7 tips to help reignite the Twyla Tharp creativity in any parent

7 tips to reignite the Twyla Tharp-style creativity in any parent. From note-taking to magazine-reading to Ms. Tharp's own trademark magpie inspiration box, this list will help parents find that special inspirational spark.

By , Guest blogger

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    Our happiness expert offers up 7 tips to increase creativity, including one straight from the playbook of Twyla Tharp. Here Ms. Tharp appears at the curtain call for the opening night performance of her Broadway musical "Come Fly Away" in New York on Thursday, March 25, 2010.
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This Wednesday: 7 tips I use to spark my creativity.

I’ve read a lot of advice about how to spark creativity. Everyone’s creativity takes a different form, however, so the advice that works varies from person to person.

For example, I put a lot of pressure on myself to be efficient and productive. One of my struggles, therefore, is to allow myself to spend time on activities that don’t pay off in some direct way. Creativity often involves play, digression, exploration, experimentation, and failed attempts; it doesn’t always look productive.

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As ludicrous as it may sound, I have to force myself to wander, and schedule time for goofing off.

Here are some creativity-boosting strategies that work for me:

1. Take notes. I have a compulsion to take notes as I read. I write down quotations and bits of information that catch my interest. In fact, all my book projects have really been ways to justify taking the notes that I most wanted to take.

I used to fight the urge to take notes that weren’t related to a specific project, but now I let myself go. I make strange lists, for no reason. I take notes without a purpose. I realize that sometimes, even many years later, I do find a purpose for those notes. All this note-taking is time-consuming, but in the end, highly satisfying. Along the same lines, I…

2. Follow my interests. I no longer try to curb my reading impulses; I don’t try to stop myself from reading everything ever written about St. Therese of Lisieux, or everything that Gary Taubes has ever written about nutrition, or lots of children’s literature. Instead of focusing on what I “ought” to be doing, I allow myself to wander—by buying an odd book, poking around the internet, or exploring an unusual place.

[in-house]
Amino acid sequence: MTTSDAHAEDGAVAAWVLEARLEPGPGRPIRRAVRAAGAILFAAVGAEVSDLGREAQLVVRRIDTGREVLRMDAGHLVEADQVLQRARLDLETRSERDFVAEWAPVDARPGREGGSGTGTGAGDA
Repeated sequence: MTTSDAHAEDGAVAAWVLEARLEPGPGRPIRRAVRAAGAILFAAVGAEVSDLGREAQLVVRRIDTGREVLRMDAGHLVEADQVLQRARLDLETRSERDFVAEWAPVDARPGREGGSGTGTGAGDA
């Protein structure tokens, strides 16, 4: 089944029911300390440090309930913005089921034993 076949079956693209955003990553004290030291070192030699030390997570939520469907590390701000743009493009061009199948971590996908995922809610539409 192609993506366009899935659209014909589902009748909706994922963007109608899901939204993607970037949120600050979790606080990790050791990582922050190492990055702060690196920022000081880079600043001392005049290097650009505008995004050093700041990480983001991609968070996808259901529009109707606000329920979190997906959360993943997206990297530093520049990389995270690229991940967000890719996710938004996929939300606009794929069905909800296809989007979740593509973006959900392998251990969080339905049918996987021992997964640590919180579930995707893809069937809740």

3. Buy supplies. As a confirmed under-buyer, I dislike making purchases, but in keeping with my resolution to “enjoy a modest splurge,” I encourage myself to make an occasional creativity-supporting purchase. A few months ago, I bought a beautiful set of magic markers and an oversized pad of drawing paper. For some reason, I just craved them. And indeed, when I got home, I sat down to a spell of…

4. Draw an idea-map. This is a process of writing down ideas in a way that helps you see new relationships and possibilities. I begin with a symbol or word in the center, and then map out my associations with that word—using single words and colored pens to keep the ideas vivid and clear. By mapping out my ideas, I get a new kind of insight into my own thoughts.

5. Enjoy the fun of failure. This catchphrase has made a huge difference to me. I’m very ambitious and want to succeed at everything I try, and that makes me very anxious—which isn’t a creative frame of mind. Telling myself that I can enjoy the “fun of failure” has made me (somewhat) more light-hearted about taking risks. As G. K. Chesterton wrote, If a thing is worth doing, it is worth doing badly.”

6. Read random magazines. Every once in a while, I pick up several magazines that I would never ordinarily read. It’s surprisingly interesting and useful. And I love the feeling of possibility that I get whenever I browse in one of those stores that carries 500 different magazines.

7.  Indulge my magpie impulses. I was fascinated to read that when Twyla Tharp has a new project, she starts a cardboard file box to collect all the materials that inspired her—everything from a toy to a CD to a photograph. The first thing she puts in is a slip of paper with a stated goal for the project—something like “keep it simple” or “something perfect” or “tell a story.” “Everything is raw material,” she says.  “Everything is relevant.  Everything is usable.  Everything feeds into my creativity.  But without proper preparation, I cannot see it, retain it, and use it.” When I have the urge to collect materials, articles, or information, I now indulge it. Although I generally fight against any stuff that could become clutter, as with note-taking, I find that these collected materials help spur my creativity.

One of the main outlets for my magpie impulses is this blog. Here I collect many of my favorite quotations, intriguing passages from books I’ve read, interesting images, stories I’ve heard from my friends, and questions that plague me. It’s very, very satisfying. I used to worry that writing every day on my blog would drain me of ideas, but in fact, the more I create, the more I want to create.

The Christian Science Monitor has assembled a diverse group of the best family and parenting bloggers out there. Our contributing and guest bloggers are not employed or directed by the Monitor, and the views expressed are the bloggers' own, as is responsibility for the content of their blogs. Gretchen Rubin blogs at The Happiness Project.

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